Cup Choy: Where will Savo land?

The NBA Draft nears and Danny Cup Choy sees a myriad of possibilities for UH graduate Predrag Savovic. Could Jerry West be that far away?

Salvo for Savo?

Where will UH's departed bomber land?


By Danny Cup Choy

RSN Writer

Tuesday, June 11, 2002


HONOLULU – The season is over, the camps have ended, but the action is just about to begin. What now occurs are the personal workouts, extensive interviews, and an abundance of rumors that would satisfy even the most loyal National Enquirer readers. It is the time that die-hard fans of both college and professional basketball merge to follow their favorite players and teams. On June 26, 2002, the NBA will hold its annual amateur draft.


In the case of Hawaii basketball fans, we have one man who will have the eyes of a state watching him with great anticipation as the NBA Draft rapidly approaches. Predrag Savovic, the Yugoslavian who has brought excitement and joy across the state of Hawaii, is about to make us all proud. Savo is being told he will be selected anywhere from the end of the first round to the end of the second round. As the draft approaches, I have decided to break down Savo's game to scout what the NBA teams would like about him, and what they might have reservations about. Then I will list teams that I feel are solid fit for Savo. Just as the rumors and circumstances surrounding the NBA Draft will be changing up until June 26, so too will this column.


POSITIVES: As we all know, Savo has a great shot. Every team in the NBA could use a player with the shooting range that Savo possesses, and it is this attribute that makes him so attractive to the NBA. Also, Savo has the perfect size for an NBA shooting guard. At 6-foot-6, 220 pounds, Savo will be able to use his height to shoot over the smaller guards as well as use his strength to post them up. He has the type of body that will not break down over a long season. On defense, the bigger guards that have become a norm in the NBA will not push him around. Savo goes against the stereotype that European basketball players are soft, and his willingness to rebound the ball just adds to his solid all-around game. Finally, Savo has great intangibles. He is intelligent, confident, and perhaps most importantly, has tremendous character.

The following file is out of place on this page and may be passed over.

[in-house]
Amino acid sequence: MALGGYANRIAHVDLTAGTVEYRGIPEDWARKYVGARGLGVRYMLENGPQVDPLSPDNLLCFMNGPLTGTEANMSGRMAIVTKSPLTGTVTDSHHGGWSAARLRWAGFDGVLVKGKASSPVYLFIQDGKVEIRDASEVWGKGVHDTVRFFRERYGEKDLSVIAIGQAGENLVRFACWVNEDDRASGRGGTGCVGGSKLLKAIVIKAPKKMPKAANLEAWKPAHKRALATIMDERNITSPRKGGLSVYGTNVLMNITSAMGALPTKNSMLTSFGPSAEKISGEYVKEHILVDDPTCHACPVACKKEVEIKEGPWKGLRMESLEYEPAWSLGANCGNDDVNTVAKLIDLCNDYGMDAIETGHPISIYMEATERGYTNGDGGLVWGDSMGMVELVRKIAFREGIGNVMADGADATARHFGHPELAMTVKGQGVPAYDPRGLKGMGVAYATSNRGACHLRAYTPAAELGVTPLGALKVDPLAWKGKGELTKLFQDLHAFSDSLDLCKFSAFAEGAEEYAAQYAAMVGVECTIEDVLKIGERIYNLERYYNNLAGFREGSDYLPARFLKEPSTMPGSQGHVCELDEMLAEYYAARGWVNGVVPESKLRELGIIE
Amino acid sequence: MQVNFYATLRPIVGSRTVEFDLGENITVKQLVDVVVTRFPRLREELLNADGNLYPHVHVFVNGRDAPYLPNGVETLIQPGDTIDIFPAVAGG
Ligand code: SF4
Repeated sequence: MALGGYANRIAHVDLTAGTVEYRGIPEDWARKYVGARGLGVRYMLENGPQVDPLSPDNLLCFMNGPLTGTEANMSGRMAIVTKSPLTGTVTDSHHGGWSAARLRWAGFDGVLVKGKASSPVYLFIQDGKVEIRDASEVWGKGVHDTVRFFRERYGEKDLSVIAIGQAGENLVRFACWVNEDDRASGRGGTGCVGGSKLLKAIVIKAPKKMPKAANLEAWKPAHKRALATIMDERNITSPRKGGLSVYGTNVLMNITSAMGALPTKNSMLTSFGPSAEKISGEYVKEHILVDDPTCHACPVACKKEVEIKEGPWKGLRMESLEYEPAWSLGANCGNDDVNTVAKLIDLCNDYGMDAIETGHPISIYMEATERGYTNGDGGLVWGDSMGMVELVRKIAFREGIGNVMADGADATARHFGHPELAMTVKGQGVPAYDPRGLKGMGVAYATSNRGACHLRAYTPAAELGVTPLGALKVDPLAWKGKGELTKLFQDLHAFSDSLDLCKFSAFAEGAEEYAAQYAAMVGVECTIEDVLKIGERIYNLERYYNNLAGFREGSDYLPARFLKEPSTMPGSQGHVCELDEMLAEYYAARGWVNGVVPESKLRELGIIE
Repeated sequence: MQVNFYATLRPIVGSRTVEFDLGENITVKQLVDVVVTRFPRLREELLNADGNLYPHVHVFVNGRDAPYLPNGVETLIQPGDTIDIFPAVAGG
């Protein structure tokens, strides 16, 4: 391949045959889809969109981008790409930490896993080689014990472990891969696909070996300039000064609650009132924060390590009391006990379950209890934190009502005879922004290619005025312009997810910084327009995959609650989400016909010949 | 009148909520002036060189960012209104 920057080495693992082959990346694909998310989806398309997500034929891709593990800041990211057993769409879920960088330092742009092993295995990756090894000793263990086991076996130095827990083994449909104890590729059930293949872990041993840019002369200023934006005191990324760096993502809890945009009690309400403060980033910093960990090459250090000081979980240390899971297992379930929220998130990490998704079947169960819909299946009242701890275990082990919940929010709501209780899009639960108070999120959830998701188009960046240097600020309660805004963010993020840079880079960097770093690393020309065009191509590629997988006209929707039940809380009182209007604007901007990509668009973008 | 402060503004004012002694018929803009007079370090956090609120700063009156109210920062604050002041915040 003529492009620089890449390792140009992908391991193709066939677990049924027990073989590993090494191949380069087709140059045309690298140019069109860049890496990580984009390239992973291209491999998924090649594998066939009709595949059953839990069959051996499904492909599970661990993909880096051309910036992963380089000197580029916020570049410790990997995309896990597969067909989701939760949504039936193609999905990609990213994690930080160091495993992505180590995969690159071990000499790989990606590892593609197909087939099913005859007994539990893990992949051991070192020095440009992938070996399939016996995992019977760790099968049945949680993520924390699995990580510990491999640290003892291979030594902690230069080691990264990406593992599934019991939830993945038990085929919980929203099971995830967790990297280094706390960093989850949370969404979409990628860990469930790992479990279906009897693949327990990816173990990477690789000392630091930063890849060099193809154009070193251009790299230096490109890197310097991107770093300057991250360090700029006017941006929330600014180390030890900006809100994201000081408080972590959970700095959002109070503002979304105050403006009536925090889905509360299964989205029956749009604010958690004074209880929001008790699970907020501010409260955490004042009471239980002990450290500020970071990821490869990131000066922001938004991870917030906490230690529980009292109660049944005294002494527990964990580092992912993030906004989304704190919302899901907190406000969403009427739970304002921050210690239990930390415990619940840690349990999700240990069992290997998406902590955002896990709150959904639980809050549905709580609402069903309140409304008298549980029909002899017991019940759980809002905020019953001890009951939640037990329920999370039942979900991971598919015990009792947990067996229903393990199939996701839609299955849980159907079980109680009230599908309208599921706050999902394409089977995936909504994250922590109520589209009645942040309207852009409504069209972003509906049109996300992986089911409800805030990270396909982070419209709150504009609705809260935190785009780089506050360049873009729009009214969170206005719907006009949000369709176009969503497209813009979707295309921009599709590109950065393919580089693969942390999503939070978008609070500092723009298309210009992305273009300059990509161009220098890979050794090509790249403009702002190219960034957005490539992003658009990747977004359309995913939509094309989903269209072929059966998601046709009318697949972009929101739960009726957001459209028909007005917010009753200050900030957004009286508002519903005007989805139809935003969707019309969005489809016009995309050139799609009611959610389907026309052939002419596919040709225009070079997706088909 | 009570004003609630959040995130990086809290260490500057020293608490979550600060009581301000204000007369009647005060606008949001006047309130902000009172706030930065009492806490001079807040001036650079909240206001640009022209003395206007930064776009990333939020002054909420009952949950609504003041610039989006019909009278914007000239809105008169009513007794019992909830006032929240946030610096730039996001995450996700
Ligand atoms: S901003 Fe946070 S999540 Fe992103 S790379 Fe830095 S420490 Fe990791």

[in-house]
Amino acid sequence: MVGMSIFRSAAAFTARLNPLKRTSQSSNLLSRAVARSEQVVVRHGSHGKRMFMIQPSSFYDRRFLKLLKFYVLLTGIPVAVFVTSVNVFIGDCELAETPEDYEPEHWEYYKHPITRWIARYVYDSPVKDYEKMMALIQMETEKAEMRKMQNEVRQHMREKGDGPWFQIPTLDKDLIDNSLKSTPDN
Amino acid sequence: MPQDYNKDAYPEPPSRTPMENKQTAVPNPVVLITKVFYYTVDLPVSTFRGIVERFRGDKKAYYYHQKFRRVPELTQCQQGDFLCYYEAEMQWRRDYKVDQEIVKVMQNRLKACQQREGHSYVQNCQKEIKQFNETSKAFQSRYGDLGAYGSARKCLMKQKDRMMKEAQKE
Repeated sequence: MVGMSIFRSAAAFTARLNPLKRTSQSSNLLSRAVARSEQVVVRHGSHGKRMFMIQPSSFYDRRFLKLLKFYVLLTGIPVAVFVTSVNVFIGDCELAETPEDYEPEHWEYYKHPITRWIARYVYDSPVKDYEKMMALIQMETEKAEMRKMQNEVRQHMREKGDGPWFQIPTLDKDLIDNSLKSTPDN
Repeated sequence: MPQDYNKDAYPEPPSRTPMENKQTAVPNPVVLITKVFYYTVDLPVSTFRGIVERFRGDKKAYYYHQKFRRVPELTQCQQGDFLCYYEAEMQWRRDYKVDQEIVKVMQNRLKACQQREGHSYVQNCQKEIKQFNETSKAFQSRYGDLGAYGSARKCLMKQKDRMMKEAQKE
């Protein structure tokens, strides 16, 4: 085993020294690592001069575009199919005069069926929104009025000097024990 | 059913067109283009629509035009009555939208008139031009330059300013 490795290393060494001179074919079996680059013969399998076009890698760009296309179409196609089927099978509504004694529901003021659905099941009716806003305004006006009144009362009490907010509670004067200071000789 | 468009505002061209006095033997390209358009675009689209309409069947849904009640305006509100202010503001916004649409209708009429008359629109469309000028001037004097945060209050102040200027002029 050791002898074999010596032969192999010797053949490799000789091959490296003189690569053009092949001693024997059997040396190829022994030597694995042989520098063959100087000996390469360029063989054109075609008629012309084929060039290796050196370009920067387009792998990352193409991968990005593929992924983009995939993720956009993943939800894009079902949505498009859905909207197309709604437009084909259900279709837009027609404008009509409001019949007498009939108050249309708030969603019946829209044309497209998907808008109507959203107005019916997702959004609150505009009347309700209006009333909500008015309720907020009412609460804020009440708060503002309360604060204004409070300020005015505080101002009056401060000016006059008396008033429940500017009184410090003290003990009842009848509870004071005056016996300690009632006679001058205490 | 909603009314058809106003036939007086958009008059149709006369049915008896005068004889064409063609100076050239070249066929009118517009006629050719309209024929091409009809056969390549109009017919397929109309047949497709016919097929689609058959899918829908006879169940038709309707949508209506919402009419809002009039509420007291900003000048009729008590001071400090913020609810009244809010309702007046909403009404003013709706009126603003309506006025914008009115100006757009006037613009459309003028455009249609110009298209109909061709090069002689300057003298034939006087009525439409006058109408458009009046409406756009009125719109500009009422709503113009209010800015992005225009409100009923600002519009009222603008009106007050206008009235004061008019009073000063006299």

NEGATIVES: He is not as quick a player that a lot of teams would desire in their shooting guard. While he has lost a good amount of weight, which is sure to add some speed, teams have to worry about his ability to stay in front of players like Allen Iverson, Kobe Bryant, and Paul Pierce. I believe that this is the reason that Savo will drop into the second round. Another worry that NBA teams must have is Savo's ability to create his own shot. While teams love guys who can shoot, they also value players who can make something happen when the shot clock is running down. Savo was able to get his shot off in the WAC, but it is hard to see him being able to break down the defenders in the NBA.


X FACTOR: Age. Savo is 26, and depending on the way a team looks at it, this can help or hurt his draft status. For a team that values youth in the draft, Savo will be hurt by his age. However, for teams who look at the maturity, experience, and wisdom that come with an older player, then Savo becomes very desirable. Age is a factor that can sneak Savo into the end of the first round or drop into the bottom half of the second round, depending on the drafting strategy of interested teams.




Utah Jazz – Their offense would be a good fit for Savo. The screens and the constant motion allow for good shooters to get great looks. Coach Jerry Sloan likes hard-working players with discipline. The team could use some shooters, as the looming retirements of John Stockton and Karl Malone have the team searching for players who can put the ball in the basket.


Detroit Pistons – They need scoring, and more specifically, they need shooting. The nucleus of Jerry Stackhouse, Ben Wallace, and Cliff Robinson is solid for an Eastern Conference team, but as their series with the Boston Celtics showed, the team lacks a shooter.